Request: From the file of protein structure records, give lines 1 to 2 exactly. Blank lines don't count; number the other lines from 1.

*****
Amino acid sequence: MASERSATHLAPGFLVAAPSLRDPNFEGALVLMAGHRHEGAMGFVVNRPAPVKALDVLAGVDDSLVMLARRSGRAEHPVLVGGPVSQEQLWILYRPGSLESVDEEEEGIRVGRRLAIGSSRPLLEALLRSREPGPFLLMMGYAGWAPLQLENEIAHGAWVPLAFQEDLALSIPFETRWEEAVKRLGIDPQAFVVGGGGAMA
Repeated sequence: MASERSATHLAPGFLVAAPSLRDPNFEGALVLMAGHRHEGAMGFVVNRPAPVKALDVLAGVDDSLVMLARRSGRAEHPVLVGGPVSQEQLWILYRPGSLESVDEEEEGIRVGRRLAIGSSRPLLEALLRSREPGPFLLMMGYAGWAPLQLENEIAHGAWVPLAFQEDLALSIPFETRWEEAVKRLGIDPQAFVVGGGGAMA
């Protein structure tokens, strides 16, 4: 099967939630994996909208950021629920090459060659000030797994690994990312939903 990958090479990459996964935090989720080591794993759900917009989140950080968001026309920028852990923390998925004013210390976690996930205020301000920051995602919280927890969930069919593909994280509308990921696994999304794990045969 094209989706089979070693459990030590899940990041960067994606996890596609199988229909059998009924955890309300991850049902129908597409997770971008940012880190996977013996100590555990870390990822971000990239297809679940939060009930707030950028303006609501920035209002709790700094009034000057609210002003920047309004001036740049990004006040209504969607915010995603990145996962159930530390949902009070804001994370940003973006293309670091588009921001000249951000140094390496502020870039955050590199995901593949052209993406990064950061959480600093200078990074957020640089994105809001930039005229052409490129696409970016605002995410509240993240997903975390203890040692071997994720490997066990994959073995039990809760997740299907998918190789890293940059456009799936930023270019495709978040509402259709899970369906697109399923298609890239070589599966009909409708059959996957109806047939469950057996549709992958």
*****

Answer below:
Amino acid sequence: MASERSATHLAPGFLVAAPSLRDPNFEGALVLMAGHRHEGAMGFVVNRPAPVKALDVLAGVDDSLVMLARRSGRAEHPVLVGGPVSQEQLWILYRPGSLESVDEEEEGIRVGRRLAIGSSRPLLEALLRSREPGPFLLMMGYAGWAPLQLENEIAHGAWVPLAFQEDLALSIPFETRWEEAVKRLGIDPQAFVVGGGGAMA
Repeated sequence: MASERSATHLAPGFLVAAPSLRDPNFEGALVLMAGHRHEGAMGFVVNRPAPVKALDVLAGVDDSLVMLARRSGRAEHPVLVGGPVSQEQLWILYRPGSLESVDEEEEGIRVGRRLAIGSSRPLLEALLRSREPGPFLLMMGYAGWAPLQLENEIAHGAWVPLAFQEDLALSIPFETRWEEAVKRLGIDPQAFVVGGGGAMA